From Cambridge in recent years comes an impressive analysis of the disaster that occurred when the Jewish Jesus was replaced by a pre-existing eternal Son. The consequences of the process of reinterpretation by which the Son of God became identified with “God the Son” are far-reaching indeed. Professor Lampe points out that when the Son was projected back on to an eternally existing pre-human Son, and when the holy spirit was turned into a third “hypostasis”:
                                 The Christian concept of God then becomes inescapably tritheistic; for three “persons” in anything like the modern sense of the word “person” mean in fact three Gods…The effects, especially                                  in popular piety, have been even more far-reaching than this. The Nicene Creed speaks of “Jesus Christ” in person, not the Logos, as pre-existent…It is thus the Jesus of the Gospels whom the                            imagination of the worshipper pictures as pre-existing in heaven and descending to earth…[There is] the absurdity of the picture of Jesus reflected in much traditional devotion which is                                  essentially that of a superman who voluntarily descends into the world of ordinary mortals, choosing, by a deliberate act of will, to be born as man…God the Son is conceptualized as Jesus,                                Son of God; the obedience of Jesus, the Servant of God and Son of God, the true Adam indwelt and inspired by God’s spirit, is attributed to God the Son; God the Son becomes eternally the                                    subject of Jesus’ self-dedication to his Father’s will, and eternally the object of the Father’s love…This means in effect the abandonment of monotheism, for such a relation between God the Son                                    and God the Father is incompatible with the requirement of monotheism that we predicate of God one mind, one will and one single operation.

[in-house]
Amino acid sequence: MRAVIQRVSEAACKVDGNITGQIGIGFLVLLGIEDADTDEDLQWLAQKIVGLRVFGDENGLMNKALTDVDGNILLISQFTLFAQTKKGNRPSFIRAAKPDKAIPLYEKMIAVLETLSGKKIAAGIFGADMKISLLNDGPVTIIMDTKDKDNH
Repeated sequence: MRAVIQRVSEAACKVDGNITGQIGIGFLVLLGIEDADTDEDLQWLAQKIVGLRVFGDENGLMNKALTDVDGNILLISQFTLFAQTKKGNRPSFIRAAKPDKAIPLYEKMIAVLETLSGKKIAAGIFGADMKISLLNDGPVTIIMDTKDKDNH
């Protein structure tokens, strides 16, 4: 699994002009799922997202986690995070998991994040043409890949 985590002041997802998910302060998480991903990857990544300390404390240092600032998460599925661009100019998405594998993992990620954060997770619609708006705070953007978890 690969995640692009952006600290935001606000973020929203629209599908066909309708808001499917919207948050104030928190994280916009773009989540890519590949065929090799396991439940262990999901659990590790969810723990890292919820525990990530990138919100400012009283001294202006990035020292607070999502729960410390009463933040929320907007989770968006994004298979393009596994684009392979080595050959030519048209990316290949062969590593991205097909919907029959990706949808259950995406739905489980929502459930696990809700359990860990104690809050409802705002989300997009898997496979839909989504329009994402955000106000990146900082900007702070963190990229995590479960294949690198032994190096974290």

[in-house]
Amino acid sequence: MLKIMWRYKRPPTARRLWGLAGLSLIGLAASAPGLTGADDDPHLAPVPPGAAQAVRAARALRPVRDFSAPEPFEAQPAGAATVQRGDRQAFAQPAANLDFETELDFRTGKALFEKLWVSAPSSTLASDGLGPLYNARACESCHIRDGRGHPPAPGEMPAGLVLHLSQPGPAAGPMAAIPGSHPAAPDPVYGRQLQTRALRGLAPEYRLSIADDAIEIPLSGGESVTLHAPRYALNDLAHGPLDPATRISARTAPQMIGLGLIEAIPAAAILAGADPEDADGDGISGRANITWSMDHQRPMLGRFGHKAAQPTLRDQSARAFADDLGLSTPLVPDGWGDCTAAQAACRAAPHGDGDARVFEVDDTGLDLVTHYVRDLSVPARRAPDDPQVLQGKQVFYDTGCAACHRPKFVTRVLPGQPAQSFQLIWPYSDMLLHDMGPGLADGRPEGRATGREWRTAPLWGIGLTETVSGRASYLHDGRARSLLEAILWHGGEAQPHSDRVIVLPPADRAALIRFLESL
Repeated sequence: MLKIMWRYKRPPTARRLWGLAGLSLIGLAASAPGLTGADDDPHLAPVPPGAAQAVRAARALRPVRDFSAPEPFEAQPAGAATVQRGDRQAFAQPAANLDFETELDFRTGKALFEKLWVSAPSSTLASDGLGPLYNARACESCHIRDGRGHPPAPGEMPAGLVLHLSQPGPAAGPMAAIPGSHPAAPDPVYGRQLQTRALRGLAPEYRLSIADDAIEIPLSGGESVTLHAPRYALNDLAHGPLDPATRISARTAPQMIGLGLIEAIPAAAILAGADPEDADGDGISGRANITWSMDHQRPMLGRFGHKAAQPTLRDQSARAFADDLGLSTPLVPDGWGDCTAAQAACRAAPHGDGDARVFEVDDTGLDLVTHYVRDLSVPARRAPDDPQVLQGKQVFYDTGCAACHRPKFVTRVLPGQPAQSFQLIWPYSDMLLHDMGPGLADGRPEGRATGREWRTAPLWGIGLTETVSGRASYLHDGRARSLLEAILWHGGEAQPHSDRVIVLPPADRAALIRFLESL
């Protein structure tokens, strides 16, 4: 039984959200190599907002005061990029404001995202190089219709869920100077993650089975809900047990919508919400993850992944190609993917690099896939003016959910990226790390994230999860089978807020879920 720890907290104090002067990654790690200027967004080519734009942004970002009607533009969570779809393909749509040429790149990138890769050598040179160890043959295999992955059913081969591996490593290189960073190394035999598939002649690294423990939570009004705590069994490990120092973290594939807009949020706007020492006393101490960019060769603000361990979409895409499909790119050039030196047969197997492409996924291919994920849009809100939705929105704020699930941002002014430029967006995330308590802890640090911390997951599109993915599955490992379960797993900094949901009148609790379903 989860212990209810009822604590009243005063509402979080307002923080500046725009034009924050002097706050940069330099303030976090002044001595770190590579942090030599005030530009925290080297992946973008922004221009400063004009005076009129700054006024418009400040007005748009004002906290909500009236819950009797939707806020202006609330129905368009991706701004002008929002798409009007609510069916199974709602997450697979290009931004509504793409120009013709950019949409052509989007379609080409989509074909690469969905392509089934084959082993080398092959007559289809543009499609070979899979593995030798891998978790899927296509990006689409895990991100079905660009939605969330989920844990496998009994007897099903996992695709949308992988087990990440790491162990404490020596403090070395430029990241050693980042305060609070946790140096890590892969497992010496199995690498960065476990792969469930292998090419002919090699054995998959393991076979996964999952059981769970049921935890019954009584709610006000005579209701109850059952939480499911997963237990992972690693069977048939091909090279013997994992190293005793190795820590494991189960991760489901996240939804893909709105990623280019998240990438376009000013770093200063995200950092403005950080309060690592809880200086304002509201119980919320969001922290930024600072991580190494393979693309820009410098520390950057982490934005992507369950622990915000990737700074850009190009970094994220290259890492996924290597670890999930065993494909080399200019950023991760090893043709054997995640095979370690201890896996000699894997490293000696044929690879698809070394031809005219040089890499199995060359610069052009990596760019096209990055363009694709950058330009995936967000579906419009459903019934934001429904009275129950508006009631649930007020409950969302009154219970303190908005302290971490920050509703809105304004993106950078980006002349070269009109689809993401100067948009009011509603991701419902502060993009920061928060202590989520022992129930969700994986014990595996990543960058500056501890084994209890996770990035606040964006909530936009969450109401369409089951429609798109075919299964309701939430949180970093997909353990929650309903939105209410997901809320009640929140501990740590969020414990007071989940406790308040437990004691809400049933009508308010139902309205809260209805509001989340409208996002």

Professor Lampe was a specialist in the post-biblical development of the Trinity and observed also that “the interpretation of Jesus as pre-existent Son and of the Son as a pre-existent Jesus causes inconsistency and confusion…This doctrine, which follows from the identification of Jesus with a pre-existent personal divine being, is ultimately incompatible with the unity of God.
       Equally problematic for a true monotheism and a genuinely human Messiah is the Trinitarian concept of the Son as “assuming human nature.” Professor Lampe reminds us that “a person is created by his relationships with other people, and especially by his interaction with his parents and family.” What happened then to the first-century Galilean Jew Jesus? He was lost and replaced by a philosophical abstraction whose identity as the son of David, and thus the true and only Messiah, became irrelevant.